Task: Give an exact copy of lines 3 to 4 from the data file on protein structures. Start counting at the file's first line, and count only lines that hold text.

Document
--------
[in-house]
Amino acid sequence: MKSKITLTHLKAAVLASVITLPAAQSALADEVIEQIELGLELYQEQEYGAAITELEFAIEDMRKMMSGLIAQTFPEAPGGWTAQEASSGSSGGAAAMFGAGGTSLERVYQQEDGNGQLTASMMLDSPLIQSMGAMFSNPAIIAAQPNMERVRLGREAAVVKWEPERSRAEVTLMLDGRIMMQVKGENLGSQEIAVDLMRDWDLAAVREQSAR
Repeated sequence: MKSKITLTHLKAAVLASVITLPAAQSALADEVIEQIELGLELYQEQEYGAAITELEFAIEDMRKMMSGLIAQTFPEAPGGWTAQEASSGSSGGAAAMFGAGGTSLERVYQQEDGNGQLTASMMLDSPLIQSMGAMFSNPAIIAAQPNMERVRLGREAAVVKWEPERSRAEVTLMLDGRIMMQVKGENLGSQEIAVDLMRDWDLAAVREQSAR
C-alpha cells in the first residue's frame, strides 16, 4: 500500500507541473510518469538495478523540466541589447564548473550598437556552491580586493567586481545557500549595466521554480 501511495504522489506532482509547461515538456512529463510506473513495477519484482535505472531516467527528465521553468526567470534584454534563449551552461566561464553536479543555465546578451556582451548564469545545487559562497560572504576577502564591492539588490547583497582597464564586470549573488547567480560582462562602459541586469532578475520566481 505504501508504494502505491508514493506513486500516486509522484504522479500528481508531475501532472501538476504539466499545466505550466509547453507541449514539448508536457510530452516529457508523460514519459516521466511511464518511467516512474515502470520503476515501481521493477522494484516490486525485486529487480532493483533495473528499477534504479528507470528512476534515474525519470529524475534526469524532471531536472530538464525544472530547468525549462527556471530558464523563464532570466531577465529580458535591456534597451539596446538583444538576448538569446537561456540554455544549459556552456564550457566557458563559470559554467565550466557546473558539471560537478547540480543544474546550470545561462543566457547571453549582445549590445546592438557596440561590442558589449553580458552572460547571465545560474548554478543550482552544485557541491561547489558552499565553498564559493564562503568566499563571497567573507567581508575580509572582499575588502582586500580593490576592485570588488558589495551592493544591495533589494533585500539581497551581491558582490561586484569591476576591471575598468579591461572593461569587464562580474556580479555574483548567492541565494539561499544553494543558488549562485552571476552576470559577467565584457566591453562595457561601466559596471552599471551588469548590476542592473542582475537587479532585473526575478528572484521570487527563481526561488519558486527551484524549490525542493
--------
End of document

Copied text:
Repeated sequence: MKSKITLTHLKAAVLASVITLPAAQSALADEVIEQIELGLELYQEQEYGAAITELEFAIEDMRKMMSGLIAQTFPEAPGGWTAQEASSGSSGGAAAMFGAGGTSLERVYQQEDGNGQLTASMMLDSPLIQSMGAMFSNPAIIAAQPNMERVRLGREAAVVKWEPERSRAEVTLMLDGRIMMQVKGENLGSQEIAVDLMRDWDLAAVREQSAR
C-alpha cells in the first residue's frame, strides 16, 4: 500500500507541473510518469538495478523540466541589447564548473550598437556552491580586493567586481545557500549595466521554480 501511495504522489506532482509547461515538456512529463510506473513495477519484482535505472531516467527528465521553468526567470534584454534563449551552461566561464553536479543555465546578451556582451548564469545545487559562497560572504576577502564591492539588490547583497582597464564586470549573488547567480560582462562602459541586469532578475520566481 505504501508504494502505491508514493506513486500516486509522484504522479500528481508531475501532472501538476504539466499545466505550466509547453507541449514539448508536457510530452516529457508523460514519459516521466511511464518511467516512474515502470520503476515501481521493477522494484516490486525485486529487480532493483533495473528499477534504479528507470528512476534515474525519470529524475534526469524532471531536472530538464525544472530547468525549462527556471530558464523563464532570466531577465529580458535591456534597451539596446538583444538576448538569446537561456540554455544549459556552456564550457566557458563559470559554467565550466557546473558539471560537478547540480543544474546550470545561462543566457547571453549582445549590445546592438557596440561590442558589449553580458552572460547571465545560474548554478543550482552544485557541491561547489558552499565553498564559493564562503568566499563571497567573507567581508575580509572582499575588502582586500580593490576592485570588488558589495551592493544591495533589494533585500539581497551581491558582490561586484569591476576591471575598468579591461572593461569587464562580474556580479555574483548567492541565494539561499544553494543558488549562485552571476552576470559577467565584457566591453562595457561601466559596471552599471551588469548590476542592473542582475537587479532585473526575478528572484521570487527563481526561488519558486527551484524549490525542493